$60^\circ$ $40$-$1/2^\circ$
$70^\circ$ $45$-$1/2^\circ$
$80^\circ$ $50^\circ$

This, then, is one of the important steps in the development of physical law: first we observe an effect, then we measure it and list it in a table; then we try to find the rule by which one thing can be connected with another. The above numerical table was made in 140 a.d., but it was not until 1621 that someone finally found the rule connecting the two angles! The rule, found by Willebrord Snell, a Dutch mathematician, is as follows: if $\theta_i$ is the angle in air and $\theta_r$ is the angle in the water, then it turns out that the sine of $\theta_i$ is equal to some constant multiple of the sine of $\theta_r$: \begin{equation} \label{Eq:I:26:2} \sin\theta_i=n\sin\theta_r. \end{equation} For water the number $n$ is approximately $1.33$. Equation (26.2) is called Snell’s law; it permits us to predict how the light is going to bend when it goes from air into water. Table 26–2 shows the angles in air and in water according to Snell’s law. Note the remarkable agreement with Ptolemy’s list.

Table 26–2
Angle in air Angle in water
$10^\circ$ $\phantom{1}7$-$1/2^\circ$
$20^\circ$ $15^\circ$
$30^\circ$ $22^\circ$
$40^\circ$ $29^\circ$
$50^\circ$ $35^\circ$
$60^\circ$ $40$-$1/2^\circ$
$70^\circ$ $45^\circ$
$80^\circ$ $48^\circ$

26–3Fermat’s principle of least time

Now in the further development of science, we want more than just a formula. First we have an observation, then we have numbers that we measure, then we have a law which summarizes all the numbers. But the real glory of science is that we can find a way of thinking such that the law is evident.

The first way of thinking that made the law about the behavior of light evident was discovered by Fermat in about 1650, and it is called the principle of least time, or Fermat’s principle. His idea is this: that out of all possible paths that it might take to get from one point to another, light takes the path which requires the shortest time.

Let us first show that this is true for the case of the mirror, that this simple principle contains both the law of straight-line propagation and the law for the mirror. So, we are growing in our understanding! Let us try to find the solution to the following problem. In Fig. 26–3 are shown two points, $A$ and $B$, and a plane mirror, $MM'$. What is the way to get from $A$ to $B$ in the shortest time? The answer is to go straight from $A$ to $B$! But if we add the extra rule that the light has to strike the mirror and come back in the shortest time, the answer is not so easy. One way would be to go as quickly as possible to the mirror and then go to $B$, on the path $ADB$. Of course, we then have a long path $DB$. If we move over a little to the right, to $E$, we slightly increase the first distance, but we greatly decrease the second one, and so the total path length, and therefore the travel time, is less. How can we find the point $C$ for which the time is the shortest? We can find it very nicely by a geometrical trick.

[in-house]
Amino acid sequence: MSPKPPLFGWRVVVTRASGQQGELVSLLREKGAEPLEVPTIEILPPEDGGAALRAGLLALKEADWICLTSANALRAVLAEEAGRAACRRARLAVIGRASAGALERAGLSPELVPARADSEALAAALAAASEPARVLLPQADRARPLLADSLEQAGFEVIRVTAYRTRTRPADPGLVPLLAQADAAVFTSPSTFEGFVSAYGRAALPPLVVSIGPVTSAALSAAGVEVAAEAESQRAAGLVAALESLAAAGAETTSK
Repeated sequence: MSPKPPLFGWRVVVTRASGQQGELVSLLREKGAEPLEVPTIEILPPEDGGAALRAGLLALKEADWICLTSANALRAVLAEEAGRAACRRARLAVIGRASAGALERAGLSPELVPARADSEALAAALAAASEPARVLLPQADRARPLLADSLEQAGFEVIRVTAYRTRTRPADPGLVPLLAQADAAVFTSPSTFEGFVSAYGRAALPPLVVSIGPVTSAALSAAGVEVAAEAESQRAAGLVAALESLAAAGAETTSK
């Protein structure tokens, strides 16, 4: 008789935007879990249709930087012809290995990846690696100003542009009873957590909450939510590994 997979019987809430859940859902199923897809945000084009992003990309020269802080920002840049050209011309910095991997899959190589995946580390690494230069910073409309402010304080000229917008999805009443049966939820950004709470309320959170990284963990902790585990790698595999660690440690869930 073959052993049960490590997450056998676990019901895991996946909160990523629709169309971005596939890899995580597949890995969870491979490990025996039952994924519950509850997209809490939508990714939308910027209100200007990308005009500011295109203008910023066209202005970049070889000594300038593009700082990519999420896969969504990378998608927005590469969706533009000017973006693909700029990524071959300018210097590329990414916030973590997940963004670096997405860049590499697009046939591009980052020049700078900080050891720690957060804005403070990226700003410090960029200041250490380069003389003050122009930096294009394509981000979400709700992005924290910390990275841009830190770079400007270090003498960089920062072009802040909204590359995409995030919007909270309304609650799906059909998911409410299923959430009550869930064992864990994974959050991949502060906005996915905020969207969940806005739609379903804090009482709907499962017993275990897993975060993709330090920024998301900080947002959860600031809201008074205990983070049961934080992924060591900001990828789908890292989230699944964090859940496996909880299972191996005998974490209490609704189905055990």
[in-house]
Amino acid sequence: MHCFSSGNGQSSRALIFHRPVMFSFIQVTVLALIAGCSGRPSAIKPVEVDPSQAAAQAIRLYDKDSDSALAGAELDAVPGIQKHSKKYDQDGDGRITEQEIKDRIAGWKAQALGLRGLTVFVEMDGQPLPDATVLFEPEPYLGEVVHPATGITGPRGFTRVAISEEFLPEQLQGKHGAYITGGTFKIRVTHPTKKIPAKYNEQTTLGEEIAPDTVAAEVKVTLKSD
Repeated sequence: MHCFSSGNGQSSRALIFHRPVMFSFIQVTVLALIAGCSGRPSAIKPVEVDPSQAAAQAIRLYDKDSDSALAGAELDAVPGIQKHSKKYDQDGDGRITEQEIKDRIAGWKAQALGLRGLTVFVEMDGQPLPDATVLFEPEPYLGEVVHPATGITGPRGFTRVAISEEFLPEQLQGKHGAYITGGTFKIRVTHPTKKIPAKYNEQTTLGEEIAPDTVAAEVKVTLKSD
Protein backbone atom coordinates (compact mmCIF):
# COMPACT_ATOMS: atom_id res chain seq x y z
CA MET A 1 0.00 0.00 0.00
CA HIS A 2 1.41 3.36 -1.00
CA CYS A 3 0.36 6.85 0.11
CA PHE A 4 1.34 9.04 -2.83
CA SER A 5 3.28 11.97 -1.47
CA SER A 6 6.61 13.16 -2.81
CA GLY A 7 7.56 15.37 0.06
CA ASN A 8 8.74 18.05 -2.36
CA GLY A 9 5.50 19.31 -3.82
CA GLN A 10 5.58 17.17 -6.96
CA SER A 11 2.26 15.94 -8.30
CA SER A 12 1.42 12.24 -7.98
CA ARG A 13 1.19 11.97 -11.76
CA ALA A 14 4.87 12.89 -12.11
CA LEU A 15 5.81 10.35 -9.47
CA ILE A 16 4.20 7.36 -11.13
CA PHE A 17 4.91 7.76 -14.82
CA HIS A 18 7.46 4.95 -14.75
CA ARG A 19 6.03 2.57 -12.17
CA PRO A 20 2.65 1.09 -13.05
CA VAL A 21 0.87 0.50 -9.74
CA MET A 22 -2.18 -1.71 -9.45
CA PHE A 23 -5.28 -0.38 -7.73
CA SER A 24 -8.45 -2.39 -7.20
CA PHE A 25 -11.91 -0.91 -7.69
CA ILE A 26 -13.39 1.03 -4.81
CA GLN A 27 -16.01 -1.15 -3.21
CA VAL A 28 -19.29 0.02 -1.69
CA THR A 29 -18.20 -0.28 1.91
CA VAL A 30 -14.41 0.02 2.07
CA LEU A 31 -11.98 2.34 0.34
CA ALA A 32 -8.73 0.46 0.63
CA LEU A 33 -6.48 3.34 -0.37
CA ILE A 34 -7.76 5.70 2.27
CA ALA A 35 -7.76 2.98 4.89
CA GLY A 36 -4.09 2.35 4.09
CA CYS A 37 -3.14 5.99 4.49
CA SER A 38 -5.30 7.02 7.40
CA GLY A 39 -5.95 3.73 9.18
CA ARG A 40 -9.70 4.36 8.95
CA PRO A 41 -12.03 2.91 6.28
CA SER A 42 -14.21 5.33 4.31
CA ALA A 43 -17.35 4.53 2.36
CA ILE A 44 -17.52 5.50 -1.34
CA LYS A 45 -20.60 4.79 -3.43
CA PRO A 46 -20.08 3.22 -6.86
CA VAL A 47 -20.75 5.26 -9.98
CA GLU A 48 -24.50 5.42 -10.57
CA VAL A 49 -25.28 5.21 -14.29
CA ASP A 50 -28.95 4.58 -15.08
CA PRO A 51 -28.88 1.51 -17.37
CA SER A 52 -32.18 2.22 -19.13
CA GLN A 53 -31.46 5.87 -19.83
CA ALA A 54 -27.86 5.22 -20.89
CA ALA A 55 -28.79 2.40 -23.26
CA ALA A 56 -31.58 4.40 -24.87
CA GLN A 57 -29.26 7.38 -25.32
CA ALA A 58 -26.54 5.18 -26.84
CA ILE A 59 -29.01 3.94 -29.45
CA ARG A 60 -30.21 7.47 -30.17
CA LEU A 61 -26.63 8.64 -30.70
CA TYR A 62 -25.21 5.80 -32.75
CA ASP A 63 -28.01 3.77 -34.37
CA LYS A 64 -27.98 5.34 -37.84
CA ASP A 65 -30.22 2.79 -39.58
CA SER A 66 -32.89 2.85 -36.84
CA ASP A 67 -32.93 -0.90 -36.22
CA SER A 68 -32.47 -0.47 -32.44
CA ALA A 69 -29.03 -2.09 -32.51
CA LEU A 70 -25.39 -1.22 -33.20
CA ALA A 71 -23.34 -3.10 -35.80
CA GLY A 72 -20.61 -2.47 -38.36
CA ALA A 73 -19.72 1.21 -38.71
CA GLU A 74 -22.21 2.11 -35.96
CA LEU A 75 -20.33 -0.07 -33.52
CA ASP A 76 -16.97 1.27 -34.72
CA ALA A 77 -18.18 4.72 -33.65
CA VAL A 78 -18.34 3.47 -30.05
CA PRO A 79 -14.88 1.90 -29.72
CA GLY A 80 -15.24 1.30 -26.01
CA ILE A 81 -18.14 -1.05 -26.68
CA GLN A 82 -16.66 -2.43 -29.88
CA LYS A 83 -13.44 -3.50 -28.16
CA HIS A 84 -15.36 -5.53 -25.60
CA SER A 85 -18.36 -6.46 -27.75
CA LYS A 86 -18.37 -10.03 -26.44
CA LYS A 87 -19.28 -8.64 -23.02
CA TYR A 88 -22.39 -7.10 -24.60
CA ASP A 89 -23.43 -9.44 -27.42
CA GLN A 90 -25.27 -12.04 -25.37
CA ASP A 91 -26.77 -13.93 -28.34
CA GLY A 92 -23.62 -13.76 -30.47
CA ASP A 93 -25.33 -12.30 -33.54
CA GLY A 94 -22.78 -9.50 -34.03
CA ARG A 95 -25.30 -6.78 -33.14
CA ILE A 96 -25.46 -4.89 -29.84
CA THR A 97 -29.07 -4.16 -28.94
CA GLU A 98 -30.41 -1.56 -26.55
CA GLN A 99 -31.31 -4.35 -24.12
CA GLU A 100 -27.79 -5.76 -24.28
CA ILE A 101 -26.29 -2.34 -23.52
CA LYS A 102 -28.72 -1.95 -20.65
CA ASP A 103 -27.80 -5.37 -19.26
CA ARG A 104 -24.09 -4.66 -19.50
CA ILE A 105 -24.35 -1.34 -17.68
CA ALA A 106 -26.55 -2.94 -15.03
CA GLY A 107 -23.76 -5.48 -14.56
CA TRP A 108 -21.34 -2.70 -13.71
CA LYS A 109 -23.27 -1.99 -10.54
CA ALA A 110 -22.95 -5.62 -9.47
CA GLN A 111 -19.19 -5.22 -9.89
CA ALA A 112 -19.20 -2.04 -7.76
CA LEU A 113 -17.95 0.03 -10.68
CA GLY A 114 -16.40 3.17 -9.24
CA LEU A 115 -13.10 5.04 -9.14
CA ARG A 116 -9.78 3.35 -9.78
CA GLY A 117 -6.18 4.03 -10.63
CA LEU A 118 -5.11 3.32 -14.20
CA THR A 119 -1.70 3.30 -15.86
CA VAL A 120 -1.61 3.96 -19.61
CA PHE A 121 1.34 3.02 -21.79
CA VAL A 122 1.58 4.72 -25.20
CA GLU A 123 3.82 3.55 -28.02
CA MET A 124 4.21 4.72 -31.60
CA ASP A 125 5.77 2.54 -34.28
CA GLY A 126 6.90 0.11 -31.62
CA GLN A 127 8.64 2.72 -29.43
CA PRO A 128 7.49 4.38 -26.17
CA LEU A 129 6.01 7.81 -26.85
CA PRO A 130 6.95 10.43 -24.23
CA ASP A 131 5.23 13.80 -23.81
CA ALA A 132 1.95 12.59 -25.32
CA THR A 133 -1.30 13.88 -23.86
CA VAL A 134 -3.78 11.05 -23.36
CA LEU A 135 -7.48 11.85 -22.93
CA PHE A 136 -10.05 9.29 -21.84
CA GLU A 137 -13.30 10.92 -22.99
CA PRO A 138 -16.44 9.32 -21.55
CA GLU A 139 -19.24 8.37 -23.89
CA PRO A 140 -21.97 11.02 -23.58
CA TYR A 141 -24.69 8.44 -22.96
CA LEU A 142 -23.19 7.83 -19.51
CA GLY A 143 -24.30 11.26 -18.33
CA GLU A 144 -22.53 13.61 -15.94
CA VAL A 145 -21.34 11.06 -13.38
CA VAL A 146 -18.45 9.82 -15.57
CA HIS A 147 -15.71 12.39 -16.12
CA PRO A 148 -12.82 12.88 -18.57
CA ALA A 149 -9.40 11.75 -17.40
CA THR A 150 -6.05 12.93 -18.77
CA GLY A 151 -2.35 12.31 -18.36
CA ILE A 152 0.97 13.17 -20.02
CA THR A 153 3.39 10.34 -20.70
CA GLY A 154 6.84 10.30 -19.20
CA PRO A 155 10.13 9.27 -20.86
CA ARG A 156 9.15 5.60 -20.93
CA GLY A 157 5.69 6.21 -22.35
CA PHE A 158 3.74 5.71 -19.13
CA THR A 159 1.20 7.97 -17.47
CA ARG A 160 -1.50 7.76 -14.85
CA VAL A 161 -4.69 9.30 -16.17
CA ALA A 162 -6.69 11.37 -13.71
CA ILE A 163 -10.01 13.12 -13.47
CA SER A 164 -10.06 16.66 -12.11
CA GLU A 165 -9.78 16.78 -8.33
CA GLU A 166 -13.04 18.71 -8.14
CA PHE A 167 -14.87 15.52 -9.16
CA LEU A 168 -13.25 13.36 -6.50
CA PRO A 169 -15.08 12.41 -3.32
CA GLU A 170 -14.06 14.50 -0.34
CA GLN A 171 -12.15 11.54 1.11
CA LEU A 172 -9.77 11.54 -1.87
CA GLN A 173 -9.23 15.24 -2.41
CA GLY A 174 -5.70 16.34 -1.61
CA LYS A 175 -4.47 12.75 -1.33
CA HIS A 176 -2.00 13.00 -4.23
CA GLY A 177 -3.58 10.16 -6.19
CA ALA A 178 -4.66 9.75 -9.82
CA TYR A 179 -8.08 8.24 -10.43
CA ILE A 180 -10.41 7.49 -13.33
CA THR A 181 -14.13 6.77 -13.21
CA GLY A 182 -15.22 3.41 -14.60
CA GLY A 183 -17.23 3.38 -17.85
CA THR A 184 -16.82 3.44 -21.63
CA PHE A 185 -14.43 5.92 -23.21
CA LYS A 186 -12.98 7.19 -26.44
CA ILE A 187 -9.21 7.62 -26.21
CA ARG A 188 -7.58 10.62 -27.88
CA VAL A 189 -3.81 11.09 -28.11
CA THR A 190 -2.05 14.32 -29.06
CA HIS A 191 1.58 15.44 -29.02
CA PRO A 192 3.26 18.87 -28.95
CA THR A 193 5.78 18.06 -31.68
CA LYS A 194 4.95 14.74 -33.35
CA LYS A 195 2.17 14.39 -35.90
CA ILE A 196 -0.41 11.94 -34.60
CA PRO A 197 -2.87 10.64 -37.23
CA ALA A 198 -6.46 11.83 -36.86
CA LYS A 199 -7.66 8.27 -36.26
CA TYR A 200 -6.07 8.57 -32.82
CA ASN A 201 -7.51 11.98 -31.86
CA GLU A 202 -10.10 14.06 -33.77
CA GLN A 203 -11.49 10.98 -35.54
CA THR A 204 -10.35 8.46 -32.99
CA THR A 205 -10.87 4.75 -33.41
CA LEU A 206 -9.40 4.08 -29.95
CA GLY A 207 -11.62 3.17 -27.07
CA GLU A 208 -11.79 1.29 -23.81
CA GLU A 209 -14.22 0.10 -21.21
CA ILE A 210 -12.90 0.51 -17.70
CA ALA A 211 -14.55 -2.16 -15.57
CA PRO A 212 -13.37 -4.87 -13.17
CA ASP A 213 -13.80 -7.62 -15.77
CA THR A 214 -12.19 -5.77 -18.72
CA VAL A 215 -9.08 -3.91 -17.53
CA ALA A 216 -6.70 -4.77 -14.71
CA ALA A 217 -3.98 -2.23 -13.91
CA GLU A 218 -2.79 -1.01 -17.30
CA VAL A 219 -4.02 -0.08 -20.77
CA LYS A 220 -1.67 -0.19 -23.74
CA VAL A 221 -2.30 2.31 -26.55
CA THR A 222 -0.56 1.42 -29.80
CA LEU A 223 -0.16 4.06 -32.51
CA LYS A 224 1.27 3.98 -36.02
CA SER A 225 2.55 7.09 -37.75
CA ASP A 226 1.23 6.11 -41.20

Fig. 26–3.Illustration of the principle of least time.

We construct on the other side of $MM'$ an artificial point $B'$, which is the same distance below the plane $MM'$ as the point $B$ is above the plane. Then we draw the line $EB'$. Now because $BFM$ is a right angle and $BF = FB'$, $EB$ is equal to $EB'$. Therefore the sum of the two distances, $AE + EB$, which is proportional to the time it will take if the light travels with constant velocity, is also the sum of the two lengths $AE + EB'$. Therefore the problem becomes, when is the sum of these two lengths the least? The answer is easy: when the line goes through point $C$ as a straight line from $A$ to $B'$! In other words, we have to find the point where we go toward the artificial point, and that will be the correct one. Now if $ACB'$ is a straight line, then angle $BCF$ is equal to angle $B'CF$ and thence to angle $ACM$. Thus the statement that the angle of incidence equals the angle of reflection is equivalent to the statement that the light goes to the mirror in such a way that it comes back to the point $B$ in the least possible time. Originally, the statement was made by Hero of Alexandria that the light travels in such a way that it goes to the mirror and to the other point in the shortest possible distance, so it is not a modern theory. It was this that inspired Fermat to suggest to himself that perhaps refraction operated on a similar basis. But for refraction, light obviously does not use the path of shortest distance, so Fermat tried the idea that it takes the shortest time.